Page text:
We don’t agree a whole lot on Gov. Rick Scott’s performance in office, but in the case of Visit Florida, the governor is correct in battling lawmakers to keep it.
In a state where the proposed 2017-18 budget is $83.5 billion, Scott’s proposed $76 million for Visit Florida is a drop in the bucket.
Visit Florida is the state’s public-private tourism agency. It promotes the Sunshine State statewide as a whole and individual communities. For example, a visit to its website Tuesday showed topics such as “Florida Road Trips” — illustrated with a photo at the top of the home page of a stretch of U.S. 1 in the Keys. The home page also had features on Orlando, Destin, Fort Lauderdale, Miami, fishing, golf, biking, hiking, paddling, food, attractions, an events calendar and “current travel safety information.”
There are numerous drop-down tabs with current travel deals, weekly events and more.
Here’s how it works, according to Visit Florida: “Each year, the Florida Legislature appropriates public funding to be allocated for tourism marketing. Visit Florida is required to match those public funds dollar for dollar, which is done by actively recruiting the state's tourism industry to invest as partners through cooperative advertising campaigns, promotional programs and many other pay-to-play ventures.”Visit Florida also has people working in Europe, Asia, Latin America and elsewhere to promote travel to our state.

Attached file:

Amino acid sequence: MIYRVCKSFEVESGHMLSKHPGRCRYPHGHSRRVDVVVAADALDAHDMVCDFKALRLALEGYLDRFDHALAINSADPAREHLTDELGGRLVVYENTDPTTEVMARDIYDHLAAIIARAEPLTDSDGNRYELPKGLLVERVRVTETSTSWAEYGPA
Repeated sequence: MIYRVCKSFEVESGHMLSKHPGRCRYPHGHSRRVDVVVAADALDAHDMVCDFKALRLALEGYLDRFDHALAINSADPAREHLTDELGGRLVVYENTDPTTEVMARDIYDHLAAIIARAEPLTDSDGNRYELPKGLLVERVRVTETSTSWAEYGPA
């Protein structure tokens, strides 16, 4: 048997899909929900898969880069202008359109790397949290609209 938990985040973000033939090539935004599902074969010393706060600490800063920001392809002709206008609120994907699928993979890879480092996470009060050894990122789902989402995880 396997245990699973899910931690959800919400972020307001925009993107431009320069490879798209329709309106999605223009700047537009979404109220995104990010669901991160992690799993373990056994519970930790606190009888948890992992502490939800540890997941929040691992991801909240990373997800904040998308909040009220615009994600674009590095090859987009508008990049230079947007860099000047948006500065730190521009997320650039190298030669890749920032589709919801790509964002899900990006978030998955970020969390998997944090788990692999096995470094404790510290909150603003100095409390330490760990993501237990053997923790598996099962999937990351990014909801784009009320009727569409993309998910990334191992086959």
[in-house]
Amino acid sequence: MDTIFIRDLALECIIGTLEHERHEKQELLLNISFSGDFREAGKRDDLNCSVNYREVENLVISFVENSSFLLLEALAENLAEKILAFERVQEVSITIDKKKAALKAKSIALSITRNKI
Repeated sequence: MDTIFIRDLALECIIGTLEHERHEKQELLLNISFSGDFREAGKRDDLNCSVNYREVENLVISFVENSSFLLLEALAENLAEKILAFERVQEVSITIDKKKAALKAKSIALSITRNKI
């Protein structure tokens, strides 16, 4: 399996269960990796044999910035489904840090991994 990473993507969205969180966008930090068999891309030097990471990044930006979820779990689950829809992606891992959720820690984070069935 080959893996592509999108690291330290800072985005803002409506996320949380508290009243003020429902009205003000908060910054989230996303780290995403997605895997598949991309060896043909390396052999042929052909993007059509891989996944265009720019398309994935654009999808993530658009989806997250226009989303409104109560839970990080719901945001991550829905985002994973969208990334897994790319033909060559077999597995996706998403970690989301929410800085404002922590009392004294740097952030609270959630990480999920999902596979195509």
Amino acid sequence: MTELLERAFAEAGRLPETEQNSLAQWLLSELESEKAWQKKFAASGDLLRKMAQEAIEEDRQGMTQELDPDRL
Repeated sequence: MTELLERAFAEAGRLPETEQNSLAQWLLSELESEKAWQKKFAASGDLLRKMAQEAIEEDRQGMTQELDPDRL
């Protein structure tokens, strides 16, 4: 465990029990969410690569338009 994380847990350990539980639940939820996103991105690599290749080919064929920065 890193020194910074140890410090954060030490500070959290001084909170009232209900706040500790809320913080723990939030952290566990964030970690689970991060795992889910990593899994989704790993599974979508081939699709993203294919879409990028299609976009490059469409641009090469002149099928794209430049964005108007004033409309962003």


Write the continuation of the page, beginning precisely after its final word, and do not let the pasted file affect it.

All of that helped lead 106.6 million tourists to spend a combined $89.1 billion in Florida in 2015, Visit Florida says.
Under Scott, the state has had no problem budgeting for Enterprise Florida, the state’s economic development partnership, though it, too, is marked for slashing by legislators who call it less than transparent. Scott wants $85 million for it next fiscal year.
There has been considerable backlash to state House Speaker Richard Corcoran’s effort to kill both. We believe that Enterprise Florida does need improvement. It spends money to attract businesses that sometimes get earmarks, then don’t provide what they said they would to add to our economy.
Visit Florida, on the other hand, really drills down deep into helping individual communities get noticed, communities that often don’t have the resources to do much marketing. Monroe County is not one of them, as the Tourist Development Council spends money outside Florida and in Europe promoting the Florida Keys.
Tourism is Florida’s No. 1 industry and it’s not just the sunshine and warm weather that bring people here. There are attractions and events and more that also lure them. The Legislature can’t ignore using state money to help promote our No. 1 industry.